3. Do one last weeding. Many new gardeners don’t know that weeding is more important in late summer and autumn than at any other time! Just one weed left to mature can produce hundreds, if not thousands, of seeds that will grow into weeds to plague you next year, so weed the garden one last time before you call it quits. I have been digging perennial weeds such as dock—whose roots seem to go down to China—out of the flower beds. The holes left behind are perfect spots to plant spring-flowering bulbs. Weeds such as crabgrass and thistle all develop seed heads in the late summer and fall. Never let any weeds remain in your garden beds. If your soil is hard and dry, water your garden a few hours before you weed. This will help loosen the soil and make weeding a lot easier.
  4. Plan out new garden beds. Fall is a great time to create new planting beds. No digging necessary! Just set your mower as low as it will go and scalp the grass, then cover the area with a thick layer of newspapers. Cover the papers with a layer of compost and top it all off with lots of chopped leaves. In the spring you’ll have a lovely new planting bed full of earthworms.
  5. Use those fall leaves wisely. A few piles of leaves in out-of-the-way places provide shelter for overwintering wildlife. However, be sure to remove leaves from your lawn before they build up into thick, sodden layers, which invite disease. Instead, either shred them with a mulching mower or use them to make leaf mold, a great garden soil improver. See the best ways to use your fall leaves.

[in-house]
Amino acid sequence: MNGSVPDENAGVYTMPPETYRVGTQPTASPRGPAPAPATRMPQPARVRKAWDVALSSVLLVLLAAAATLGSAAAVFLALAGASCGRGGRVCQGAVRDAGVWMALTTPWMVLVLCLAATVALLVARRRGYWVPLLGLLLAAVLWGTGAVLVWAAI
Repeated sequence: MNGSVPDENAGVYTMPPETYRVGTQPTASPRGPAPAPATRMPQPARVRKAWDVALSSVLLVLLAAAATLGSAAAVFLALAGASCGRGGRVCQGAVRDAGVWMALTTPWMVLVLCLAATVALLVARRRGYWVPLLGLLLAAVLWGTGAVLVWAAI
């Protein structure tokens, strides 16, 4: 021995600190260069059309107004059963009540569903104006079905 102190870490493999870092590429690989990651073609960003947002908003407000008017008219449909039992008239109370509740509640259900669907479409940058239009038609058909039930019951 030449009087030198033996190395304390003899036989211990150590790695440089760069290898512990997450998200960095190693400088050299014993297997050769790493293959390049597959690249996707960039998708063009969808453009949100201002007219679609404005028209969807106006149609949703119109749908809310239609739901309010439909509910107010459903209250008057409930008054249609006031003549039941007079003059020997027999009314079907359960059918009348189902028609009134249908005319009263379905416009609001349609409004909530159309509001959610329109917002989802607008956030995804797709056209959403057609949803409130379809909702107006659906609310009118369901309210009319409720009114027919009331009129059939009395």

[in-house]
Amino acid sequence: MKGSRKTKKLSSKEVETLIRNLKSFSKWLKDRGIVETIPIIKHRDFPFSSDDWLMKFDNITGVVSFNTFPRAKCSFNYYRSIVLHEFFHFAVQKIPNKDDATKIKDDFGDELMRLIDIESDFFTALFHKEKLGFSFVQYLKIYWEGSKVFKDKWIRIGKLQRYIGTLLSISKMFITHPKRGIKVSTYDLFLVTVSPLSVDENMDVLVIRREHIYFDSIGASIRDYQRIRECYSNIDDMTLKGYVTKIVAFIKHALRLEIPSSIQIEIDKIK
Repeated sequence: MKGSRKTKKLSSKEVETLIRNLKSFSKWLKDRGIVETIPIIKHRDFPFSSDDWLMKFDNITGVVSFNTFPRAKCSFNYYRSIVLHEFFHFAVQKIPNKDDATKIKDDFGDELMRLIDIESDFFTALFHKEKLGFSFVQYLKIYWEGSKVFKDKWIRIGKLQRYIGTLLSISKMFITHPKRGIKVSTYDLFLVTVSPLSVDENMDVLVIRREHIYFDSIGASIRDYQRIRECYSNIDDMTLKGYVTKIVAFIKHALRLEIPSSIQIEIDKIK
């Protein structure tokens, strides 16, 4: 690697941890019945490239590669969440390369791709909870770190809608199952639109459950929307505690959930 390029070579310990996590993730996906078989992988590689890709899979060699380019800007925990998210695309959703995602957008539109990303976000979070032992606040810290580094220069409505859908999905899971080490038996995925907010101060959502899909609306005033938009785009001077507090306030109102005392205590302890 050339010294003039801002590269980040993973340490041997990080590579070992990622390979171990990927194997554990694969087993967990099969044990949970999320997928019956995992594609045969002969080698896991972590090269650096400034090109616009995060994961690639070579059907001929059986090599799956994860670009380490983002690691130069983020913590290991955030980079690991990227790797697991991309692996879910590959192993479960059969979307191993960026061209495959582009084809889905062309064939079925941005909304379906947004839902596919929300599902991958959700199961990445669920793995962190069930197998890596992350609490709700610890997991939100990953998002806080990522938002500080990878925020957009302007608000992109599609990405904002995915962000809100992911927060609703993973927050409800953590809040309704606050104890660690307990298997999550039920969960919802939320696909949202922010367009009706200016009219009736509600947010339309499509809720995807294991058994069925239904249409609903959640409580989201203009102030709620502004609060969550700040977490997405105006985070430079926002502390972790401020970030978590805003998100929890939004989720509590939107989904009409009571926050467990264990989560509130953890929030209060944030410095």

6. Protect fruit trees from rodent pests. While the mower is out, mow around the fruit trees one last time to discourage mice or voles from nesting there. Install rodent guards made of fine mesh hardware cloth around the base of your fruit trees to keep mice and voles from eating the bark and killing the trees over the winter. Tree wrap material can also be useful. Find out more about keeping mice and voles out of the garden.
  7. Protect your garden soil. Cover your vegetable garden soil with mulch or compost, or plant “cover” crops to enrich the soil over winter. It’s a smart gardening practice to protect the topsoil and improve the health of the soil to boost next year’s harvest. Apply 3 to 6 inches of an organic mulch or compost over the soil to provide food for the microorganisms within the soil. Use shredded leaves or clean straw without seed heads or weeds, and cover your vegetable garden or beds. This material will lie on the soil’s surface and the microorganisms will break it down throughout the winter. You can plant directly in this material next spring or turn it over into the top 6 inches.